Newgrange, County Meath

Wow, we're finally out of Dublin and heading into what I'll call "real Ireland". We headed north toward our first stop, the Newgrange Monument. Have I mentioned that their road system appears to have been laid out by drunken Irishmen? We asked for directions at a Subway restaurant but they didn't know. I am not sure they had heard of the Newgrange Monument. Along the way we saw this sign.

Since Brandy used to live in Cary, NC, we had to get a photo. We were still lost, but I had a feeling we were getting closer. We did find Newgrange but weren't allowed to stay. It is located here, but arriving there is not the correct way to visit. No, you have to get back in the car, drive many more kilometers, cross the river, drive some more, finally parking in the official parking lot. But we're not there, we're just about 5 km farther from the monument. Then you have to buy a ticket, walk across the bridge (across the same river!) then take a shuttle bus a few kilometers back to the stinkin' monument. Yikes! The rest of the trip better not be like this.

Well I must say the monument was pretty spectacular. It dates to about 3300-2900 BC. That makes it about 500 years older than the Egyptian pyramids. It also predates another quaint little pile of stones, known as Stonehenge, by about 1000 years. No one has been stacking stones like the Irish.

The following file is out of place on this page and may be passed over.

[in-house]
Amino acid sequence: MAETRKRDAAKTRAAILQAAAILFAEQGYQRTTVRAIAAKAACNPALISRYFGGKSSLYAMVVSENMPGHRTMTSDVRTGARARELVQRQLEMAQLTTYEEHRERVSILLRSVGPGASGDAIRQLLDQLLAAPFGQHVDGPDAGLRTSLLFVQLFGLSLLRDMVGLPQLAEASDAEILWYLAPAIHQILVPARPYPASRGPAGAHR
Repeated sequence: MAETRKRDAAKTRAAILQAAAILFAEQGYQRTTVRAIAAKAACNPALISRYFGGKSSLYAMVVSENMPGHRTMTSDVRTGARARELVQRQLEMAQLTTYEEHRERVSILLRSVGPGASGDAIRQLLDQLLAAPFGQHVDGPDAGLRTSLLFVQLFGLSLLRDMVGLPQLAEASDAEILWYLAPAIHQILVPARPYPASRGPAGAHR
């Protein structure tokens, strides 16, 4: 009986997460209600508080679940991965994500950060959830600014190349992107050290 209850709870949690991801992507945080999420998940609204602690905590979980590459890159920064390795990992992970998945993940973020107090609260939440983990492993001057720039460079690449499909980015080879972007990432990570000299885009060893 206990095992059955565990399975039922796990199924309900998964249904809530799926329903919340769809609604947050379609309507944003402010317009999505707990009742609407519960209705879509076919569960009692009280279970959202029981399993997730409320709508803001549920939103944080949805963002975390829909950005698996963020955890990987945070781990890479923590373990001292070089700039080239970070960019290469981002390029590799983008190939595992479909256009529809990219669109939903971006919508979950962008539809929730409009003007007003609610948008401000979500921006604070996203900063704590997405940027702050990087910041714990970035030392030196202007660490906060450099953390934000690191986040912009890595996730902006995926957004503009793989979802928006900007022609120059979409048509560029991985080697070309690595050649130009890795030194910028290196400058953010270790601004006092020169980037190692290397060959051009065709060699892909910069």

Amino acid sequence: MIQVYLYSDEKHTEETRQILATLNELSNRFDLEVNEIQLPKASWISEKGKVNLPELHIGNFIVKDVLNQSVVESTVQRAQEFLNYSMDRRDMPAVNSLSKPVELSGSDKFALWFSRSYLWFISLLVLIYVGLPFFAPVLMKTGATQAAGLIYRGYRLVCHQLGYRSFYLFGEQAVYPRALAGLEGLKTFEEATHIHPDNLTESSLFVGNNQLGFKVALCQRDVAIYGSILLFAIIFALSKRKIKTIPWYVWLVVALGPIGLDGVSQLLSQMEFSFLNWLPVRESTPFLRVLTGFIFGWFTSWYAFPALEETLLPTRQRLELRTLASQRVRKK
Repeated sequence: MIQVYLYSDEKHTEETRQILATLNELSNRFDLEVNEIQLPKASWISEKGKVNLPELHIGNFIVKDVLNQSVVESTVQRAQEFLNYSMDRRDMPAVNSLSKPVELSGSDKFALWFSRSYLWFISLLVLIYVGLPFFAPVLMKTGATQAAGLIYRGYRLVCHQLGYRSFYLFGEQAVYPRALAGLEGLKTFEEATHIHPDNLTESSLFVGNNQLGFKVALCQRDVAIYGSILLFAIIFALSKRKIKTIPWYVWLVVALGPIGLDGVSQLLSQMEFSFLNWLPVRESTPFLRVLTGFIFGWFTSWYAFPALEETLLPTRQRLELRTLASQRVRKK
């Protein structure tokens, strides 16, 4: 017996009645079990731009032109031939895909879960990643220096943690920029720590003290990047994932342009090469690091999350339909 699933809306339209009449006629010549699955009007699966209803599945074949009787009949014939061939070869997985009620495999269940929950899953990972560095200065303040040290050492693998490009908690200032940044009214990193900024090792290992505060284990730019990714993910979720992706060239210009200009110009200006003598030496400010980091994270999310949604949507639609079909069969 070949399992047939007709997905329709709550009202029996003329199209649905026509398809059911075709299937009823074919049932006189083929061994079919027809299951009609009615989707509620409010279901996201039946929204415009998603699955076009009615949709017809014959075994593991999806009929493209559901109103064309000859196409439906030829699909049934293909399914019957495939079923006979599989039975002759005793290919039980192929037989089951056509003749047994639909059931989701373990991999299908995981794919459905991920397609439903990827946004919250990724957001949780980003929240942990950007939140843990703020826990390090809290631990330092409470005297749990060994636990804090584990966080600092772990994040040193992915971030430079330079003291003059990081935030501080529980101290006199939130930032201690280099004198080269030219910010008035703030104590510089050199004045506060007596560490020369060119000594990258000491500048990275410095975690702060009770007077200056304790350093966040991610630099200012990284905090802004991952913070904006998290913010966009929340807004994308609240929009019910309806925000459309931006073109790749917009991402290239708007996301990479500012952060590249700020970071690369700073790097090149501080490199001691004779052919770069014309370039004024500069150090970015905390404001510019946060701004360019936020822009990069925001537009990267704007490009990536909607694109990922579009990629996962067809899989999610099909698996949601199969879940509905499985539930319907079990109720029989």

Yes, that is that is the camera strap. I could have cropped it out but I kind of like it.

The tour guides were fantastic. There is something about the Irish that leads to great story telling. It seems Newgrange was used for burial. Here is the entrance to the burial chamber showing the engraved kerbstones found around much of the monument grounds.

Once you squeeze inside you begin to notice all the graffiti spanning many 100s of years. The interior is not that large, when you consider how large the entire monument is. The ceiling is very high, but that doesn't relieve the feelings of claustrophobia. I had to creep sideways and squat down for about 20 feet of the hallway. The tour guide gave a great talk on the three burial chambers at the end off the hallway. She also spoke about how the entrance was designed by the pagans to align with the rising sun on the Winter Solstice. The excitement occurred when the lights were turned off and the room went BLACK. Then the lights were turned up slowly to simulate the rising sun. Pretty exciting stuff. Each year there is a lottery to decide who can go in the tomb before sunrise on the solstice and watch the sun as it rises and floods into the burial chamber.

Here Susan and Brandy squat in front of an engraved kerbstone.

The views around Newgrange are spectacular. The grass is green and the sheep plentiful.

With full cameras and empty stomachs we head out to find dinner and our first Bed and Breakfast.


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